Oakland resident's short film 'The Waves' to screen in Kodak Emerging Filmmakers Showcase
SAN FRANCISCO, April 20, 2004 -- "The Waves," a short film by San Francisco State University graduate student Yael Braha, will screen next month at the world's top showcase for new movies: the Cannes Film Festival in France.
The film will debut during the festival as part of the Kodak Emerging Filmmakers Showcase. Braha, who is pursuing a master of fine arts degree in cinema, earned the Cannes invitation by being one of two student filmmakers nationwide to receive the $2,500 Eastman Scholarship Award for Cinematography and Excellence from Kodak.
"The Waves," described by Braha as a "poetic experimental narrative," features famous statues in San Francisco and her native Rome. Voices representing the statues recite original poetry written by Braha and friend Mauro Mazzetti. The statues of Willie Mays, Joan of Arc, St. Francis, Bernini's Angels and others discuss their voices, thoughts and feelings about time, space and life, as life passes them by. "The Waves" is shot on black-and-white, 35-mm film and features a Dolby Digital 5.1 sound mix.
The 57th Cannes Film Festival, to be held May 12-23, is one of the most prestigious film festivals in the world. Each year it draws thousands of visitors from around the world to view nearly 1,000 of the newest innovative and artistic motion pictures.
"Yael has a very imaginative concept that succeeds. It is beautifully done and moving," said Stephen Ujlaki, chair of the SFSU Cinema Department. "She's going to have a very good career. She is a very talented filmmaker."
The fact that "The Waves" features Dolby Digital sound and an Academy Award winner on its crew is unusual for a student film. Braha recruited Mark Berger, a sound designer at the Saul Zaentz Film Center in Berkeley, to be the supervising re-recording mixer for the film. Berger won Oscars in Best Sound for "Apocalypse Now," "The Right Stuff," "Amadeus" and "The English Patient."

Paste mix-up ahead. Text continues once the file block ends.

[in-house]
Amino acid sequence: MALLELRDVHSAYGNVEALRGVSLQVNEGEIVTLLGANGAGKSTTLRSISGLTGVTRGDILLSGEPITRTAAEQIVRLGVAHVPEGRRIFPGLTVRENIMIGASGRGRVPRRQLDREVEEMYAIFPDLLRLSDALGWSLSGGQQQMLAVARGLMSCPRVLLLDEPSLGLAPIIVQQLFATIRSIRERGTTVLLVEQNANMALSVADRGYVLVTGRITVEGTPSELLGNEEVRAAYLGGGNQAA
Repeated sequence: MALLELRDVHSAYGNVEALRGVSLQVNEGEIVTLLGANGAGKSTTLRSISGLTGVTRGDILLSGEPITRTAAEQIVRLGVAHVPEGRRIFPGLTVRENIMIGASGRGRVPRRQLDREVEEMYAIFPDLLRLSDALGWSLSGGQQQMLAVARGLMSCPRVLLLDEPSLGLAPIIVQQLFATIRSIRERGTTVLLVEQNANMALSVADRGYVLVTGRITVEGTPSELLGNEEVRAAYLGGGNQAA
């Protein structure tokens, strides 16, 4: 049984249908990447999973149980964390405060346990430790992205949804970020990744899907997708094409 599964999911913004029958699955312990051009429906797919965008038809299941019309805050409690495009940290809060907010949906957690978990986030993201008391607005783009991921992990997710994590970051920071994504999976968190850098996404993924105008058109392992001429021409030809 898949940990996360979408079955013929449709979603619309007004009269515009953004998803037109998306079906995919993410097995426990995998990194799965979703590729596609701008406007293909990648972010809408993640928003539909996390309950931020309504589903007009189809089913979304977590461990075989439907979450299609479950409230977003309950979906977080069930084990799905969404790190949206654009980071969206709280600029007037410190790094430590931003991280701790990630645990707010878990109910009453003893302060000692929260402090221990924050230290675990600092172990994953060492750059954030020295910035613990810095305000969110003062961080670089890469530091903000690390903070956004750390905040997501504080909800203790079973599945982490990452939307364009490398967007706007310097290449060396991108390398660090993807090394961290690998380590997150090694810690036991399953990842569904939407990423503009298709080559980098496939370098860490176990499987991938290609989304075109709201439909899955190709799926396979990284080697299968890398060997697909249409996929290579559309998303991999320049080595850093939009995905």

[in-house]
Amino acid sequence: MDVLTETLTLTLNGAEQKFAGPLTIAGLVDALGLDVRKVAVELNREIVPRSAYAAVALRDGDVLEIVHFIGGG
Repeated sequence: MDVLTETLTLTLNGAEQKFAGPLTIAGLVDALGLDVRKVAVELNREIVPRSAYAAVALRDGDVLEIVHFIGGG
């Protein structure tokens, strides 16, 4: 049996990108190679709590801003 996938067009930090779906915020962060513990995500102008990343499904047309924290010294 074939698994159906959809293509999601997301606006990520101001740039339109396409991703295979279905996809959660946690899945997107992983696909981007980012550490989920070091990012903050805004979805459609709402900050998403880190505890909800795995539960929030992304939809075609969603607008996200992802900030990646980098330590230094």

"While writing the film, I found that the sound is extremely important," Braha said. "I really wanted to have enough latitude to experiment and create another sound-scape within the film."
Braha, a 29-year-old Oakland resident, is a Webby Award-winning graphic designer who works full time for the Exploratorium as a multimedia specialist.
She already has her next three films planned -- another poetic experimental narrative, a documentary on her family history, and a film about her mother Deny, who died unexpectedly last fall.
Her long-term goals include continuing to make films and teach at the university level. She would like to start her own film festival in Italy as well as an international school of arts for adults, children and the disabled -- all dedicated to the memory of her mother.
Founded amid the political activism and artistic experimentation of the 1960s, the SFSU Cinema Department has educated generations of filmmakers including Academy Award winners Steven Zaillian (Best Screenplay, "Schindler's List," 1994), Christopher Boyes (Best Sound, "Titanic," 1998, "Pearl Harbor," 2001, "Lord of the Rings: The Return of the King," 2004) and Steve Okazaki (Best Short Documentary, "Days of Waiting," 1991). In 2000, Entertainment Weekly named the department one of the nation's top film schools.
The Kodak Filmschool Competition, inaugurated in 2000, is open to students and recent graduates in the Asia-Pacific and Latin American regions. Nominees for the Eastman Scholarship Award are evaluated on the basis of academic achievement, creative and technical ability, initiative, communications ability and range of filmmaking experience. A jury evaluates all work and makes final selections. The jury consists of a professional cinematographer, distinguished scholar, independent filmmaker, and industry or trade association executive.
NOTE: To arrange an interview with Yael Braha or to obtain photos of her and a still from her film, contact Matt Itelson of the SFSU Office of Public Affairs at (415) 338-1743 or email@example.com.
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